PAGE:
Sunday, October 18, 2015

Games That Never Were

So, this post is a little late, as I've been meaning to write it for at least a week or so as followup gratitude for the last donation.  Roodylib documentation is almost done- just some section introductions to write here and there and make some final decisions on text formatting (early shout-out to Paul Lee for proofreading!).

Anyhow, I figure reading about game-ideas-that-died can be a fun read so I'll write about a couple collaboration ideas that met untimely demises.

Uncanny Valley (collaboration with Robb Sherwin)

quick description:  Deadline-on-a-spaceship

In Uncanny Valley, you would play a female officer on a big spaceship with a large crew comprised of both humans and human-looking androids.  Some murders happen.  You investigate.  The possibility is raised that some of the androids are going crazy.  Some tense almost-killed-by-androids scenes happen.  Turns out they were programmed by that evil dick captain (or somebody. I forget what we decided)!

I think we wanted to do a Deadline that played a little more fair- having time-sensitive scenes that were largely clued by game events or triggered by player knowledge.  Robb had previously brought to my attention that Suspect pretty much had the best manual ever* (despite not being a very exciting game itself), and we wanted to contribute to the legacy of those games.

* I will always laugh at mentions of "Good evening, I'm Charles Edwards. I'm an emergency room surgeon. Have you ever been in an emergency room on Saturday night?".

Plus, I've always wanted to do something with Hugo's character scripting, and it seemed like androids were especially good for that.

We were also big fans of Jason Scott's The BBS Documentary and we wanted to do a shout-out to BBS culture, so the ship was going to have a BBS-based inter-ship communication system.  The player would read through hundreds of mostly-humorous messages, many from crew members you never meet in the game.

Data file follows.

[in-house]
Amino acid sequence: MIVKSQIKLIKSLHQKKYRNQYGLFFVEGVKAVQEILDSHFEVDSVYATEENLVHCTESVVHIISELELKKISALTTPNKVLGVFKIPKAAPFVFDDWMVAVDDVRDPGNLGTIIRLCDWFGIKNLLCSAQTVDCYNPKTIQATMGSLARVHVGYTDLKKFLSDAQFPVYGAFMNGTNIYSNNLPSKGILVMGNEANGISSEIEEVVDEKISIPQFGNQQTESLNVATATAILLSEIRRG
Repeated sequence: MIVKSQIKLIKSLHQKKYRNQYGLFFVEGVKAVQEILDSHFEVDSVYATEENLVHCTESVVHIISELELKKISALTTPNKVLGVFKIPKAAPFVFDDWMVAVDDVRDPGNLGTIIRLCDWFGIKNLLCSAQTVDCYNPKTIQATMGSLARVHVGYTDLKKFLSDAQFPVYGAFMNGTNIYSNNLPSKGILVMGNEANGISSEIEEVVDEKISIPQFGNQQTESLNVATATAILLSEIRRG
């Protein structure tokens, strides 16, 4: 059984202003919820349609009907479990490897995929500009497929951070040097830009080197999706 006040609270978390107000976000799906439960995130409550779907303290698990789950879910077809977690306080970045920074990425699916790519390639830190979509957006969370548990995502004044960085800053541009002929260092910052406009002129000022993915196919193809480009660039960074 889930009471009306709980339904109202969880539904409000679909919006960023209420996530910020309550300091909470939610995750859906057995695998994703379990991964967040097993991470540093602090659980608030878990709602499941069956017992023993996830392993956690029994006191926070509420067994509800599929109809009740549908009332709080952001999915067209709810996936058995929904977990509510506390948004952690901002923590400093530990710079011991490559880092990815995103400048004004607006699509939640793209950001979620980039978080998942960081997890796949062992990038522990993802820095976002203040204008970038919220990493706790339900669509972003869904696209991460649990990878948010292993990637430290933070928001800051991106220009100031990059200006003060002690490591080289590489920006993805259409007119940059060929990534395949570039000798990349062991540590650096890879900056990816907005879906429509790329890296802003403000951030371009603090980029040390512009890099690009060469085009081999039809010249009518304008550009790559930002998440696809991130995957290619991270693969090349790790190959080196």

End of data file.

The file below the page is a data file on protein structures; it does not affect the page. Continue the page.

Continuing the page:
The ship BBS would be split into multiple sections, one where everybody has to post as themselves and one where people can use handles.  As the game progressed, you'd figure out this or that person was this or that handle, and there'd be ways to unlock hidden boards on the BBS, too.

This was my proof-of-concept of the computer system, where the top window would show the protagonist's thoughts as she learned important bits of information.

I was excited about writing about a female protagonist, too, as that's something I've never done.

I had a vision for the game that when the game starts, your character would look out a porthole and see a bunch of ASCII stars, setting a desolate mood in a nicely retro way.

My star-printing proof-of-concept
I even considered writing the randomly-generated stars to arrays so if the player changed the window size, the same configuration would be printed again.

Why It Didn't Happen and What Came of It

Most importantly, UV was a break from other projects and we never really committed 100% of our attention to it.  Eventually, we were distracted by the next project I'm going to talk about in this post.

Interestingly, Christine Love's Digital: A Love Story came out within the next several months, and while I didn't play it until much later, it also did the fake-BBS-society thing that I had loved in the 1988 adventure game, "Neuromancer" (and manages to do it in an enjoyable, concise way even) and was somewhat what we had aimed to replicate (and truthfully, I wasn't super excited to write all of the computer entries the game idea deserved).

What I did notice is that two space-based AIF games came out within the following year with similarities to our idea (one murder mystery with computers and one had a similar ship layout to what I had imagined), and that also made me less excited about ours.